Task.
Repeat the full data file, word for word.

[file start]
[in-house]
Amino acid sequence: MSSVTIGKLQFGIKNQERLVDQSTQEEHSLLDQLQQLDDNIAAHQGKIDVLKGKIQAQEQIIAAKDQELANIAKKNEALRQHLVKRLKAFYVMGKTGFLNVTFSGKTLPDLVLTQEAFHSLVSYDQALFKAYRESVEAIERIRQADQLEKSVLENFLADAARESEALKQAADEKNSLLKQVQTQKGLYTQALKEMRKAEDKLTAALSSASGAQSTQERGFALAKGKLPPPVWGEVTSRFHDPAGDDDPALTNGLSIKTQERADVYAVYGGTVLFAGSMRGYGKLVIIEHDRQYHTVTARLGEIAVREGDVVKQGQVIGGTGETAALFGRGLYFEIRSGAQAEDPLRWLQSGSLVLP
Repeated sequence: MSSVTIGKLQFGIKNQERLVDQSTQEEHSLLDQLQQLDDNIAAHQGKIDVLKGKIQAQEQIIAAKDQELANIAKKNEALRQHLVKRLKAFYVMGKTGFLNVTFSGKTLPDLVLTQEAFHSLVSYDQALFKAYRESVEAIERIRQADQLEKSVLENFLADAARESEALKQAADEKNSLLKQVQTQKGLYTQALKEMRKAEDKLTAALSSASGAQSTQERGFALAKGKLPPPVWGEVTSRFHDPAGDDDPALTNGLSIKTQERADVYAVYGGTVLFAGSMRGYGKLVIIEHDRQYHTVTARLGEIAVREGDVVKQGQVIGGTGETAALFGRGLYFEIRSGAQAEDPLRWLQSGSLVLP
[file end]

[in-house]
Amino acid sequence: MSSVTIGKLQFGIKNQERLVDQSTQEEHSLLDQLQQLDDNIAAHQGKIDVLKGKIQAQEQIIAAKDQELANIAKKNEALRQHLVKRLKAFYVMGKTGFLNVTFSGKTLPDLVLTQEAFHSLVSYDQALFKAYRESVEAIERIRQADQLEKSVLENFLADAARESEALKQAADEKNSLLKQVQTQKGLYTQALKEMRKAEDKLTAALSSASGAQSTQERGFALAKGKLPPPVWGEVTSRFHDPAGDDDPALTNGLSIKTQERADVYAVYGGTVLFAGSMRGYGKLVIIEHDRQYHTVTARLGEIAVREGDVVKQGQVIGGTGETAALFGRGLYFEIRSGAQAEDPLRWLQSGSLVLP
Repeated sequence: MSSVTIGKLQFGIKNQERLVDQSTQEEHSLLDQLQQLDDNIAAHQGKIDVLKGKIQAQEQIIAAKDQELANIAKKNEALRQHLVKRLKAFYVMGKTGFLNVTFSGKTLPDLVLTQEAFHSLVSYDQALFKAYRESVEAIERIRQADQLEKSVLENFLADAARESEALKQAADEKNSLLKQVQTQKGLYTQALKEMRKAEDKLTAALSSASGAQSTQERGFALAKGKLPPPVWGEVTSRFHDPAGDDDPALTNGLSIKTQERADVYAVYGGTVLFAGSMRGYGKLVIIEHDRQYHTVTARLGEIAVREGDVVKQGQVIGGTGETAALFGRGLYFEIRSGAQAEDPLRWLQSGSLVLP